Support for on being with Krista Tippett comes from the Fetzer Institute, helping build the spiritual foundation for a loving world, Fetzer envisions a world that embraces love as a guiding principle and animating force for our lives, a powerful love that helps us live in sacred relationship with ourselves, others and the natural world. Learn more by visiting Fetzer, dawg. Galen Lee's voice and violin land like a bomb, an offering of both clarity and gladness that can still be mustered in this midwinter, this upended Christmas season.
She first came to the attention of many when she won NPR Music's Tiny Desk contest in 2016. She's now toured in 45 states and nine countries and recorded four albums. Gallingly moves through the world in an electric wheelchair, and she holds her violin like a cello and her bow as if she were playing a bass the way she and an ingenious teacher discovered to enable her to play at all. She first fell in love with the cello when she was in fourth grade, but because of the disability she was born with, that gives her tiny and, as she says, bendy limbs.
She couldn't navigate even the smallest violin in the ordinary way. So much of what she's learned through life in her body lands as wisdom right now. What makes ifI. I really I just going to take a look around. I watched the world die for. I'm Krista Tippett and this is On Being Galen Lee was born and raised and lives in Duluth, Minnesota. Her latest album is The Living Room Sessions recorded from her home in 2020. Here we are speaking in our hour, pandemic year in our pandemic winter.
I'm in my what my colleagues call my recording cave in my basement den and my house. Where are you?
I'm in. Ah, we have his studio apartment, so it's really just one real. So I kind of set up a makeshift recording area in front of our big window, like it's such a tiny apartment, but behind a big red leather chair that we sit in at night and right next to the bed.
So it's a it's all one thing to see if you were looking at it. You can see the kitchen table behind me. Right.
OK, so you grew up with a lot of music in the world around you. It sounds like it sounds very cool to have a family dinner theater.
Yeah, I forgot. I mean, like, it's one of those things where you don't really think about how it's cool at the time. And then when you become an adult, you're like, oh, that was really neat. Yeah, my parents were musical even before that they actually met in a musical. And so that's always been a part of our lives. And then around when I was 10, my mom's decided like kind of spontaneously that she wanted to open a dinner theater and my dad went along with it and they did that for 20 years.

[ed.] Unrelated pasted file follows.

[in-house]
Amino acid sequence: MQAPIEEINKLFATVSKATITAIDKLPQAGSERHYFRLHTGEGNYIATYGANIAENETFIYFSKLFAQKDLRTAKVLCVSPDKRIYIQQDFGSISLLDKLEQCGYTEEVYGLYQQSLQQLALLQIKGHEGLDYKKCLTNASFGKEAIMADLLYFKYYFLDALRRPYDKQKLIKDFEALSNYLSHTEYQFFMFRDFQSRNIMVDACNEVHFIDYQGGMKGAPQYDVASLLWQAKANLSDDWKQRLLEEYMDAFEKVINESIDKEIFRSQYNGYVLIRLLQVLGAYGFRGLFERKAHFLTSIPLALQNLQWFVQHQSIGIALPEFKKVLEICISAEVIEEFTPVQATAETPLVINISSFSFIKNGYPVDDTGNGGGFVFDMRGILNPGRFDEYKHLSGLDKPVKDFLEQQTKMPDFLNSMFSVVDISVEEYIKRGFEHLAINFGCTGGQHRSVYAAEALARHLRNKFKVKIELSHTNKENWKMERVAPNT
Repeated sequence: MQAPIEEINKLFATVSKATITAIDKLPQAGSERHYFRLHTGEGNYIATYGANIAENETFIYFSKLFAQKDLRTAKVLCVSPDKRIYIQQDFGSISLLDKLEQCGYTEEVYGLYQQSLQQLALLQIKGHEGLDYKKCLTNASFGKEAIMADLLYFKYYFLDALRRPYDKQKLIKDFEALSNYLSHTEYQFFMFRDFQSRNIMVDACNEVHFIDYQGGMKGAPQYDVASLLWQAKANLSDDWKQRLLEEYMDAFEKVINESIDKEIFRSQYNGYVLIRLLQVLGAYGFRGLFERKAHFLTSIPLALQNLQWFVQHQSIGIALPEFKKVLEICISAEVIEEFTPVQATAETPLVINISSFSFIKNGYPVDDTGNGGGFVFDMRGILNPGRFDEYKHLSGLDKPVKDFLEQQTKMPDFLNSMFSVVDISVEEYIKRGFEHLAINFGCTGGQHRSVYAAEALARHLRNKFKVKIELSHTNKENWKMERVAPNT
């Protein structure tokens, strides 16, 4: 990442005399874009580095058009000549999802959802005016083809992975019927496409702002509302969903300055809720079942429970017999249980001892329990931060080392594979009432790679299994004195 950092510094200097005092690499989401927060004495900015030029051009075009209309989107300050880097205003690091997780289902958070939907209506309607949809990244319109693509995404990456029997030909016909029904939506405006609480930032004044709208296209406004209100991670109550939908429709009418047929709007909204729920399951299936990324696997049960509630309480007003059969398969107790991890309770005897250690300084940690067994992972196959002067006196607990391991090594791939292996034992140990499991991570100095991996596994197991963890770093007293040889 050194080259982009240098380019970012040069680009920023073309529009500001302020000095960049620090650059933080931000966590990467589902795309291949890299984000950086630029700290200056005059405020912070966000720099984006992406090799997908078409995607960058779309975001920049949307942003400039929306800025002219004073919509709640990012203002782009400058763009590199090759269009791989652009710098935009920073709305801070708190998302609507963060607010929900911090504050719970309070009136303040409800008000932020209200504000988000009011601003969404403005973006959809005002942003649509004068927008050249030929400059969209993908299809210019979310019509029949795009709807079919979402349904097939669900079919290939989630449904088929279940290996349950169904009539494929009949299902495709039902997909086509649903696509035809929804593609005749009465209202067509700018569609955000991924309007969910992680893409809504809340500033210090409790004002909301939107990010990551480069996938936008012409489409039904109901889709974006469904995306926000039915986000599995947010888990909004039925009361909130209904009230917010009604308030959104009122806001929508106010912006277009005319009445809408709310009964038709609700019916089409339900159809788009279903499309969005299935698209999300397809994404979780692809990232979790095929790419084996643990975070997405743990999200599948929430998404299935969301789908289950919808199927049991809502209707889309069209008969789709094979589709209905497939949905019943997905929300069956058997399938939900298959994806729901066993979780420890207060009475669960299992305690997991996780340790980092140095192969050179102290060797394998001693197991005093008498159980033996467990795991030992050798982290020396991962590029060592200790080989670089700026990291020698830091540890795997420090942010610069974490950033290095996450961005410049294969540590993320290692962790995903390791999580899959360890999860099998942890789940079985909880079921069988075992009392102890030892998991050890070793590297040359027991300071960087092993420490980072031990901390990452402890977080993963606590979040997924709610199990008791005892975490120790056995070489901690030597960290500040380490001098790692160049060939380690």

So it's a really big part of my growing up.
So you were born with this brittle bone disease, osteogenesis imperfecta, so. Right. Yeah, which means and just I want to make sure I've got this right that it caught your bones to break in utero. Right. So that while you're in the womb. Yeah.
Basically it's a genetic disorder of the collagen. And so even now my bones are more fragile. But in the way that it manifested for me, it's very they can look really different depending on the individual. For me, I did break probably 30 or 40 or 50. They don't even actually know because X-rays and ultrasounds were pretty bad back then. But I broke a lot in utero. And then growing up, I broke I think I broke in like 16 bones since I was born.
But yeah, the vast majority happened before I was born.
Mm. Um, I was also thinking, well, I was thinking of a conversation with an anthropologist, Mary Catherine Beetson, who talks about composing a life which is kind of akin to the musical, you know, the improvisational nature of life and improvisation, being being a virtue in a musical life as well. And then in some ways, you've like that virtue of music has has worked with the virtues you acquired in, again, like being in your body and leading the life that it's yours.
Yeah, I that's a good way to put it. Composing a life. Yeah. I mean, I think disability, a big gift of that is innovation and rethinking how things are done. And I mean a lot of people with disabilities I think have done that in their own lives. And one thing I'm grateful for and I don't really know, I mean, maybe it's my parents or things I've read over the years, but I do really feel that you have the responsibility to kind of shape your life as much as you can to fit not just you, but like I mean, the broader sense of where you contribute and stuff.
And so my life has been transformed and really transformed a lot of different times, and I'm sure that won't stop. But I think it's a really fun part of being alive is that you can kind of create I mean, I know I'm coming from a privileged place in terms of support and stuff, but I do think that humans are inherently creative and you can work with all sorts of situations. Like I'm actually I know this sounds terrible, but I've had a really fun time figuring out how to adapt to the pandemic.
And I eldo the pandemic itself is terrible. And I know that a lot of people are suffering like from a creative standpoint of, well, how do I make art? Now, that part has actually been pretty invigorating to me. But that's because I think if you see your whole life is like. Yeah, how do you create in the moment something that works then a lot of different situations can lead to something kind of like a positive outcome or at least not be a wasted time.